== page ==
New Nashville street parking limits frustrating residents, employees

NDOT is now enforcing the two-hour parking limit at many parking spots in the downtown area.
Cars now have a 2-hour daily downtown street parking limit.
Published: Jun. 8, 2023 at 8:11 PM CDT
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NASHVILLE, Tenn. (WSMV) - Drivers going downtown for CMA Fest this weekend might want to find a garage to park in instead of a metered spot.

NDOT has rolled out new parking rules that limit where and when someone can park on the street in the downtown core to increase parking turnover, but businesses said their employees are being hurt by these changes.

Street parking meters can no longer have time added to them past a two-hour limit. A car must be moved to a parking lot or garage once time is up.

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The limit applies to all street parking in an area, so drivers can’t just move their car to a nearby street. The city is broken into seven parking zones, each with a two-hour daily maximum per car.

“It makes it a bit difficult to park for long periods of time,” Rumble Boxing employee Jack Kelly said. “We have to go outside, move our cars, bounce around.”

Rumble had free street parking spots right outside its front door for employees and customers for the first year the business was open in The Gulch, but that entire area is now metered under the new program.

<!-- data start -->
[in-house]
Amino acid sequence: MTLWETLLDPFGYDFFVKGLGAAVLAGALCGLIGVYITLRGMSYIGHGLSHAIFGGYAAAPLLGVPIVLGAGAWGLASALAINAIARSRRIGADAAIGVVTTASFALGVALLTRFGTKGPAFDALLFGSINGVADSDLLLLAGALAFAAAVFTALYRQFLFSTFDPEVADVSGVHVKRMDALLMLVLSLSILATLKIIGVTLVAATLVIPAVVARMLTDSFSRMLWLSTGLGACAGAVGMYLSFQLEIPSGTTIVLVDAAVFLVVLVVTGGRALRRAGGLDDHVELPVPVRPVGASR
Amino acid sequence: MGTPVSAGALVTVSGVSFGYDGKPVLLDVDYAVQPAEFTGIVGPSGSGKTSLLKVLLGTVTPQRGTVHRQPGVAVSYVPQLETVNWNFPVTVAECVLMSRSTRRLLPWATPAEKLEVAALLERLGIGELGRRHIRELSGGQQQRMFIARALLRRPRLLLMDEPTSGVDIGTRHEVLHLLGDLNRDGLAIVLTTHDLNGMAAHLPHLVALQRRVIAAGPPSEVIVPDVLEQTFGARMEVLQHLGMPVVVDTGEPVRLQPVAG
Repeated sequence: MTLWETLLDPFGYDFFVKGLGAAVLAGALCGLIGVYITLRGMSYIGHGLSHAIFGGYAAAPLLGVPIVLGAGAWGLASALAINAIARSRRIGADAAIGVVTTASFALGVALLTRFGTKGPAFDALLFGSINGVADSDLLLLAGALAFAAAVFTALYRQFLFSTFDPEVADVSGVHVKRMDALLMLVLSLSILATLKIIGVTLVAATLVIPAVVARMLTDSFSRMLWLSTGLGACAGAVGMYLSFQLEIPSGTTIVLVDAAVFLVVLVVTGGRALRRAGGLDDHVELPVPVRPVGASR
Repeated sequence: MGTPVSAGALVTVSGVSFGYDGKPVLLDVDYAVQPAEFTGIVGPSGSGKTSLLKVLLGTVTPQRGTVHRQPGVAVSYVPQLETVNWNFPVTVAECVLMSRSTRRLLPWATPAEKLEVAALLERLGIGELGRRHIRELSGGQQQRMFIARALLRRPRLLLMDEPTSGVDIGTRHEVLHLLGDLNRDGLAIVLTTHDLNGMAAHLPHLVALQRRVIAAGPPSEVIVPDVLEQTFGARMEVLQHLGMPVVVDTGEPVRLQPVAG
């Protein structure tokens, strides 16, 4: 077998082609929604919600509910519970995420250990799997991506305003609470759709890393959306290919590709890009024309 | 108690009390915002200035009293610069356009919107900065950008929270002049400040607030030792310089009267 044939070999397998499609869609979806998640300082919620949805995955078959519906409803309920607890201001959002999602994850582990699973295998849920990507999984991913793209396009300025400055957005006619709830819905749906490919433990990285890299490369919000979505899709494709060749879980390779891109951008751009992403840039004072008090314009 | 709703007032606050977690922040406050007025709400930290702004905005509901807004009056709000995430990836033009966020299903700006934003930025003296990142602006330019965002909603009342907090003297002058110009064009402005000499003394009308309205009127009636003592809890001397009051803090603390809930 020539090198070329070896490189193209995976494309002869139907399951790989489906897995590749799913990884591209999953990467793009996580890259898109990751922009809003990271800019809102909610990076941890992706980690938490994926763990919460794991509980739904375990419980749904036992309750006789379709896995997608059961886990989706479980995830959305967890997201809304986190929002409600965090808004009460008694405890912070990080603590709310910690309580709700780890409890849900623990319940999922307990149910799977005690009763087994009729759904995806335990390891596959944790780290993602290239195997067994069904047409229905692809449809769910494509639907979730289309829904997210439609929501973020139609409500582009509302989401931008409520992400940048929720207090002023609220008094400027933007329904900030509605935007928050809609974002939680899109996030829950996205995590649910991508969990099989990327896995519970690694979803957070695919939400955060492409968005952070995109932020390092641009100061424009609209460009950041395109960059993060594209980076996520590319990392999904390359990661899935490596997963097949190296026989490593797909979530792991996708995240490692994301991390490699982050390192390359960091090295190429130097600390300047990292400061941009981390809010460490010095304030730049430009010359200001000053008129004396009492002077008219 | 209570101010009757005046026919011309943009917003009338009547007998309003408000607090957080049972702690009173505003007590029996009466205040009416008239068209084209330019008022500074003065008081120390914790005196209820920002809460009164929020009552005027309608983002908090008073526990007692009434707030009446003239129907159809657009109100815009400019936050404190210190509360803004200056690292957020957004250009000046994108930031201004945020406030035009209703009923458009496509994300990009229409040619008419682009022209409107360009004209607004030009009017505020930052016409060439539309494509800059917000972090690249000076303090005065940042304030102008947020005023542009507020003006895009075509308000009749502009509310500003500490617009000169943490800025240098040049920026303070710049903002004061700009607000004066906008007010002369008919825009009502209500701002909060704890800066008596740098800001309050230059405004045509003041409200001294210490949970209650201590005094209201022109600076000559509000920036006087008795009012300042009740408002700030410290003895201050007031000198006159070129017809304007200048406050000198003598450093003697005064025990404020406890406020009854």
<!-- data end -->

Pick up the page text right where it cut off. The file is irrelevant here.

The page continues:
Parking is now enforced 24/7 downtown, so people must pay to park for early morning and weekend classes.

“If I am here for 12 hours, I have to move my car a lot,” gym manager Matthew Pinkham said. “I will do two hours here, switch and go down to a parking lot and pay for that for an hour. Then I will switch to the garage and do that for an hour. Then come back here by that time.”

Pinkham said it is very frustrating constantly having to use the new kiosks and QR codes to pay for parking in order to avoid a $70 ticket.

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NDOT encourages people to park in low-cost garages at City Hall and the downtown Nashville Public Library, but there are no affordable options for drivers in other parts of downtown.

Pinkham said it can cost up to $25 to park for work. Musicians who perform downtown and people going out to eat in the area also have to deal with the new parking limits.

Rumble has started to validate parking for their 500 members who come for classes every day, but employees are hoping the city will bring back free parking options for employees.

“Just trying to figure out a solution and figure out the best way to move forward,” Kelly said. “But for now, just sticking together as a team trying to figure it out.”